The baseline images of the 325 lesions were presented to 2 experienced dermatologists who were unaware of the final histologic diagnosis. The follow-up images, which led to the decision to excise the lesions, were not shown. The dermatologists examined the baseline images for dermoscopic criteria (pattern analysis) in accordance with the consensus Internet meeting on dermoscopy held in 2001.23 Additionally, the baseline images of the 63 melanomas and a random sample of 63 melanocytic nevi were evaluated by 2 blinded investigators using the ABCD rule of dermoscopy24,25 and the 7-point checklist for dermoscopy.26
Sensitivity and specificity were calculated according to standard formulas. The χ2 test and Fisher exact test were used for the comparison of proportions. Receiver operating characteristic (ROC) analysis was performed using the ROCKIT software provided by Charles Metz, MD, University of Chicago, Chicago, Ill (available at http://xray.bsd.uchicago.edu/cgi-bin/roc_software.cgi). All reported P values are 2-tailed, and P<.05 indicated statistical significance.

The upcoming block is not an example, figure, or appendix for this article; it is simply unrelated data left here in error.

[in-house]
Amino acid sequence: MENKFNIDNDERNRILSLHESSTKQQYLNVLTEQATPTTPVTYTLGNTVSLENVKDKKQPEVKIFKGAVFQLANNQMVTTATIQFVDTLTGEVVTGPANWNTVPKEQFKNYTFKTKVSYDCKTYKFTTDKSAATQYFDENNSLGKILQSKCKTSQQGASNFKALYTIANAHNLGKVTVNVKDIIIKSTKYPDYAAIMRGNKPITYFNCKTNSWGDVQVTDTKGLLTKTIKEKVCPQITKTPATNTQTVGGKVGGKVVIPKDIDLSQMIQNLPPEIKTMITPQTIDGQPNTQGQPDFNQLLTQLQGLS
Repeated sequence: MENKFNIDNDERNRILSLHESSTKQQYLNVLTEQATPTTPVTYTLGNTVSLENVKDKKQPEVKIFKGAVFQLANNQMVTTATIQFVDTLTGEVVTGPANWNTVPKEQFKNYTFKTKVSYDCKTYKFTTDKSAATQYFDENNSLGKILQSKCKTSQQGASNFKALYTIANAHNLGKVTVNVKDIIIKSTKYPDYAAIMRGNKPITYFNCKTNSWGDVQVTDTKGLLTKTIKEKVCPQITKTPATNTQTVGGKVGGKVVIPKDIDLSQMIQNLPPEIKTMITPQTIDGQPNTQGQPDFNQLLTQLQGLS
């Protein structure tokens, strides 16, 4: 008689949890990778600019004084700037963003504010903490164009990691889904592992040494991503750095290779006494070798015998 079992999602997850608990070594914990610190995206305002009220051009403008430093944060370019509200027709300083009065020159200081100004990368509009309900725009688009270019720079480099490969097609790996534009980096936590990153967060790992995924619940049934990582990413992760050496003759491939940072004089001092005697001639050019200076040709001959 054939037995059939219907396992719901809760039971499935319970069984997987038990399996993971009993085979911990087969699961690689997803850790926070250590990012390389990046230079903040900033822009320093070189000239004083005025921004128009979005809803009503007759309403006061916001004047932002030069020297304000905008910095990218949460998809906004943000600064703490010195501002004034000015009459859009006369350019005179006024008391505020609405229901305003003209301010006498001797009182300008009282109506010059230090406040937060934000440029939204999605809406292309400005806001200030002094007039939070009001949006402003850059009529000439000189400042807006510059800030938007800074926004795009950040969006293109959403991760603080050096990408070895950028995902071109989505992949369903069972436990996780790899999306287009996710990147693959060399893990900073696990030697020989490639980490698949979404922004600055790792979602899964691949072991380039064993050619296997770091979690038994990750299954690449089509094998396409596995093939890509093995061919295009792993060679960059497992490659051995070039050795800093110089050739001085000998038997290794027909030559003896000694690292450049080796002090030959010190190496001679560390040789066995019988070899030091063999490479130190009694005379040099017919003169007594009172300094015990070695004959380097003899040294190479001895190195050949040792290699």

A total of 325 melanocytic skin lesions of 297 patients were included in the analysis (mean patient age, 39 years; 56% female patients). All lesions were excised because of changes over time, which were identified during follow-up with digital dermoscopy. Histologically, 262 melanocytic lesions turned out to be melanocytic nevi, and 63 lesions were diagnosed as melanomas. In 9 (14.3%) melanomas, an association with a preexisting melanocytic nevus was found. Of the 63 melanomas, 31 (49.2%) were in situ melanomas. The median invasion thickness of the 32 invasive melanomas was 0.4 mm (range, 0.17-2.8 mm). Only 1 melanoma had an invasion thickness greater than 1 mm.